Many have said it before, but never really now: It has to get worse before it gets better. This long, dark winter will be quite a challenge for us pandemic-stricken Germans.

We have to refrain from many things; we need to be patient and considerate of others, and at the same time we are called to remain confident. However, there is a reason why we should raise our heads and look to the future without fear. But first, let’s take a look again.

During the first lockdown in the spring of this year, the entire factory was closed, meaning engine and car production came to a halt. Shops large and small were closed. There is no shortage of gloomy forecasts, with some prophets forecasting a 20% drop in GDP for the year.

Ultimately, we will most likely record a 5% contraction for 2020 as a result of the congestion caused by COVID. That’s a lot, but we’ll arrange it. In the summer, the German economy shows everyone what it can do: It finishes the third quarter with a growth rate exceeding 8%. It was truly an incomparable wave.

Henrik Böhme from DW

Who will bear the costs?

In an equally historic development, the government has spent an unprecedented amount of aid money, with billions of euros coming from thrifty Finance Minister Olaf Scholz.

True, the assistance has not reached everyone who needs it most, especially small entrepreneurs and entrepreneurs, and that’s because the software to handle their applications is not yet functioning properly.

In general, you can’t say that the government hasn’t tried to provide quick relief. We are now faced with a new loan of € 180 billion ($ 219 billion) to get the federal budget working next year. Seeing this figure can make you feel dizzy. And who will pay for all this?

However, that is a question you tend to get asked on various occasions these days. Just imagine the € 1.8 trillion European Central Bank emergency bond purchase program. Add to this the € 1.8 trillion package of financial assistance the EU agreed earlier this month after tough negotiations.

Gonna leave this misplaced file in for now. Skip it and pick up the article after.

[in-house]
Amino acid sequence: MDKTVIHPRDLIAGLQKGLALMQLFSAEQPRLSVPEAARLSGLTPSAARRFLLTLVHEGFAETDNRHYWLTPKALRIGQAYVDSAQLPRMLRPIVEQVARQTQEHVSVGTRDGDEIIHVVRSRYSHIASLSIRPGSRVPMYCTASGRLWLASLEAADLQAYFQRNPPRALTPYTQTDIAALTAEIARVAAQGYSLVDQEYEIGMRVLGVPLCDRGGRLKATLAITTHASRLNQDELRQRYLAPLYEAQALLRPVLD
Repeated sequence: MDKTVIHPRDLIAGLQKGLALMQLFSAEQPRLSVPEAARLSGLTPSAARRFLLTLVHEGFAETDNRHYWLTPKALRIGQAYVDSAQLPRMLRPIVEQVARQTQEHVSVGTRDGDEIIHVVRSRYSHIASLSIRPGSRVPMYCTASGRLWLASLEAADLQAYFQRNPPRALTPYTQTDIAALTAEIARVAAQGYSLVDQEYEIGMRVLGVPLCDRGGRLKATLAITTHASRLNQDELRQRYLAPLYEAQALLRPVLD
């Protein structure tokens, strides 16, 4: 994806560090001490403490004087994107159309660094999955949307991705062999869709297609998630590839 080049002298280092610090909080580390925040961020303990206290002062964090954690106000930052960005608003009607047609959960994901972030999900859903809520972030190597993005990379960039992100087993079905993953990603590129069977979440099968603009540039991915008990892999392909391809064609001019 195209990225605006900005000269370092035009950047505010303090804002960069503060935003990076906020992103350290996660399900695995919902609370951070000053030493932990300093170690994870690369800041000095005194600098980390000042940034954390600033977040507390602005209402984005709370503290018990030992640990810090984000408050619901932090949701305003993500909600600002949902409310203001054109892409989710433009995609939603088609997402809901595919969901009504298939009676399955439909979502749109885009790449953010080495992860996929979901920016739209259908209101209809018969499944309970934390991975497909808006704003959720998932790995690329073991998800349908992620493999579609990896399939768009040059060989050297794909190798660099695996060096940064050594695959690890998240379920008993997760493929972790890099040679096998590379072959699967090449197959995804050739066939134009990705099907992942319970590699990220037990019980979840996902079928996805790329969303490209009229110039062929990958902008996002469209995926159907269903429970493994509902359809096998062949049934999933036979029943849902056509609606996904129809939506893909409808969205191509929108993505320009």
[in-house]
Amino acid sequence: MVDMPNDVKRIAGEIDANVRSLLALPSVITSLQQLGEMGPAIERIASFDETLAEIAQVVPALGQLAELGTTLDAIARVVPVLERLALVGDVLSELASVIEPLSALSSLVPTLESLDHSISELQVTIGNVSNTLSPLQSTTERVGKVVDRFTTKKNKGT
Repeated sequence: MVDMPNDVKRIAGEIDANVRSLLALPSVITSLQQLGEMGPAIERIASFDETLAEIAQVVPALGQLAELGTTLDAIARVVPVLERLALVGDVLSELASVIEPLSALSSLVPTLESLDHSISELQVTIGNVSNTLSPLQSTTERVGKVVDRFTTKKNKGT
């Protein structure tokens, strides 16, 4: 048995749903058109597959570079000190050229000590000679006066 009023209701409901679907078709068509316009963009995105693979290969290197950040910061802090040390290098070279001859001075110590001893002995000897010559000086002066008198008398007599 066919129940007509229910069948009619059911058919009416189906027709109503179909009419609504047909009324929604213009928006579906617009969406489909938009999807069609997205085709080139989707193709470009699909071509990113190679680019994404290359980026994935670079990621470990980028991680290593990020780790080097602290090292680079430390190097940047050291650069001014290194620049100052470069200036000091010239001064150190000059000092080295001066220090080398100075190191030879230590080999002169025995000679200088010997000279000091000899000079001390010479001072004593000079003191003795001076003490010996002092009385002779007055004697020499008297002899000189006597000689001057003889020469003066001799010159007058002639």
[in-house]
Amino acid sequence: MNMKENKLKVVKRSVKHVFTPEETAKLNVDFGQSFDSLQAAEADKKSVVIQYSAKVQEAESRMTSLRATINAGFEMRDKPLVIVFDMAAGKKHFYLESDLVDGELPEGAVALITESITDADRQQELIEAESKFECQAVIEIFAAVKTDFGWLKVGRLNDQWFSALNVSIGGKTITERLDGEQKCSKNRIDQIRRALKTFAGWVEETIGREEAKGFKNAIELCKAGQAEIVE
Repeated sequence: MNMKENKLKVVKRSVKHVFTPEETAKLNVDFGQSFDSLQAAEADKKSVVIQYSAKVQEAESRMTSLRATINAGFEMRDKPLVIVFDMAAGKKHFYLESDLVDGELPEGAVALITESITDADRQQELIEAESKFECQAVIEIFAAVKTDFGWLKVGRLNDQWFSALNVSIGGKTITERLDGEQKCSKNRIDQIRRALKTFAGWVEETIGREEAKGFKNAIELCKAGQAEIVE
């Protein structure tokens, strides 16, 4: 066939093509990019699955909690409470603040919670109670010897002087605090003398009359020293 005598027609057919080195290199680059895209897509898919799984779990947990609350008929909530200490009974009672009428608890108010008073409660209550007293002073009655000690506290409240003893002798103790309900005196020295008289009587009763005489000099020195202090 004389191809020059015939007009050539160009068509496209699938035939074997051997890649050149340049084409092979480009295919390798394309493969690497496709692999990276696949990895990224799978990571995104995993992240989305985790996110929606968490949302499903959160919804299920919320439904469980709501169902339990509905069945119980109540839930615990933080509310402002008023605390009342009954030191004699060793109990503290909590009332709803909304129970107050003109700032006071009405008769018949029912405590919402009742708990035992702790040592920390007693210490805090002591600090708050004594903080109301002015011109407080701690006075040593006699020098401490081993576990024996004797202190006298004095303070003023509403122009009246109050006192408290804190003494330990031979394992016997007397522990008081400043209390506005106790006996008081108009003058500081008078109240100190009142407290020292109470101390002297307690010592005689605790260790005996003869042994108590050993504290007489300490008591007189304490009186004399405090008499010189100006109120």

Soon the shopping streets in Germany will be filling up again like the ones here in Brunswick, Lower Saxony

The shopping streets of Germany will be filling up like they were here in 2017

At the start of this summer, global aid packages totaled at least $ 15 trillion, sending global debt levels rising at a lightning fast pace. According to the Institute of International Finance, a banking lobby association, global debt equals $ 275 trillion, including corporate and lender liabilities. In comparison, Germany’s economic output in 2019 was $ 4.2 trillion.

Back to a balanced budget

Of course, we are talking about a confusing figure. But are there really any alternatives? Don’t forget that during the Great Depression of the 1930’s, banks and governments withheld financial aid, triggering catastrophic consequences.

It’s different today. During the Asian crisis towards the end of the 1990s and in the years following the global financial crisis in 2008, comprehensive assistance packages were initiated to prevent capital flows from drying out.

Of course, the money has to flow back into the state treasury at some stage. A brief retrospect shows us that after the global financial crisis, the German economy expanded for almost a decade, increasing state revenues through tax revenues.

That revenue increase – coupled with a policy of frugal economic management – has allowed Germany’s finance minister to unleash a huge weapon in the current pandemic. It’s time to correct a misconception that the author of this article himself once considered an outright opponent of the balanced budget policy. Experience tells me that saving something for a rainy day when the economy is booming makes sense and is not a bad recipe for preparing for the future.

Will things get better next year? I believe so. That the first COVID-19 vaccine has been allowed, which means the pandemic will be less terrifying in the future. People will be able and want to travel again and buy cars.

This year, Germans spent between € 70 billion and € 100 billion less than in typical years. It is hoped that the money will soon flow back into consumption and boost the economy.

Some of the dents will remain